Graphical Construction Glossary >> Roofs and roofing. >> Roof Trusses >> Pratt truss

Pratt truss
A roof truss with vertical web members to take tension forces and with angled braces to take compression
French truss
A roof truss based on two Pratt trusses and a bottom chord. A way of making a larger truss out of pre fabricated elements of smaller trusses,

a double Pratt truss

Pratt truss
french truss

These roof trusses are simple in design but very effective and cheap to build.

The ones in the photo above are in a heritage building of around the 1950's, (Fannie Bay Gaol, Darwin NT). This type of truss was made in their thousands in a kit form. They consist of easily transportable sections of steel angles and flats that are bolted together on site.

Note in the photo above the braces between the bottom chord of the truss and the columns, known as knee braces.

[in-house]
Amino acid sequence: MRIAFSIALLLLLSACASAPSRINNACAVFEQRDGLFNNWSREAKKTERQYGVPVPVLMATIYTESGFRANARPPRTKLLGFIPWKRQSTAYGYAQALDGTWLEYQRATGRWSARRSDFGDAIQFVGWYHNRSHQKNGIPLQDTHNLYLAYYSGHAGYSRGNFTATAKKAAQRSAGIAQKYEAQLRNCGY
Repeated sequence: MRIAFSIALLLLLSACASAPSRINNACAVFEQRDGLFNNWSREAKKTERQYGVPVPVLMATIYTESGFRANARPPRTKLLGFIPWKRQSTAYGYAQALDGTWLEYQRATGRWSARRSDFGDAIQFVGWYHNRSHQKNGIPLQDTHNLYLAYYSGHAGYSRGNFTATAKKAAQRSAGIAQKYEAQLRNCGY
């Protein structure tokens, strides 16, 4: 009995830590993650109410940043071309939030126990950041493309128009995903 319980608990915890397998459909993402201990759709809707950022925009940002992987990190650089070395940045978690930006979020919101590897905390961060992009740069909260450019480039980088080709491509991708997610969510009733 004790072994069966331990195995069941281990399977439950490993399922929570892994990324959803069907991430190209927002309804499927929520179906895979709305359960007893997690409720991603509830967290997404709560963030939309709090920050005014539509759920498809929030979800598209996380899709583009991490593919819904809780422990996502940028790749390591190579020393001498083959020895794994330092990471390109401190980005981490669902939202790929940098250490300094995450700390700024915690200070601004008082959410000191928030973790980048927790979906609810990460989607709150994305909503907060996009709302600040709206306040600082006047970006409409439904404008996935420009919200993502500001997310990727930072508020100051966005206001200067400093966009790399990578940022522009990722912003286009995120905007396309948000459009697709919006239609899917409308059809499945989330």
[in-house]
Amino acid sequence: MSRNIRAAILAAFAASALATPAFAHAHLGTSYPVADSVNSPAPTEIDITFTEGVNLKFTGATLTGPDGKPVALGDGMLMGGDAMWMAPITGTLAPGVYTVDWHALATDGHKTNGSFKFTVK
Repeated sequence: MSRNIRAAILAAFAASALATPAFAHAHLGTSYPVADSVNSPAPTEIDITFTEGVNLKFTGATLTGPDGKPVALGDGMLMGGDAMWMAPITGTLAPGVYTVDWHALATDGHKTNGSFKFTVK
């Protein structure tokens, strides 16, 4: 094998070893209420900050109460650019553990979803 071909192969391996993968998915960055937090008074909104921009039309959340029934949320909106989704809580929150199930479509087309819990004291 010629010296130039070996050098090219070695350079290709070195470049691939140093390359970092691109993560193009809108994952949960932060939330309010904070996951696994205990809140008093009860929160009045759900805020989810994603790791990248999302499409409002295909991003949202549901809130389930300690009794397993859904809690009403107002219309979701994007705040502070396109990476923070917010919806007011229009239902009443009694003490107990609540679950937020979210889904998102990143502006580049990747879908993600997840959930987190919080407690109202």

It is just possible to make out that the central vertical member is a 60x5 MS flat. Members in tension are quite often flats or even bolts.

In the same family is the French truss, which is in effect two Pratt trusses and an extra bottom chord section. Another way of using prefabrication components to create different spans.

P- girder trusses apart from having a long history in bridge building are seen in residential construction. A good carpenter or steel wall frame builder might brace the framing over wide windows and doors in this fashion.

There are many hybrid timber and pressed metal beams in roofs and floors that use this pattern.

truss to purlin connection
The purlins bolted directly to the top chord of the truss.

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Please Note! The information on this site is offered as a guide only!  When we are talking about areas where building regulations or safety regulations could exist,the information here could be wrong for your area.  It could be out of date!  Regulations breed faster than rabbits!
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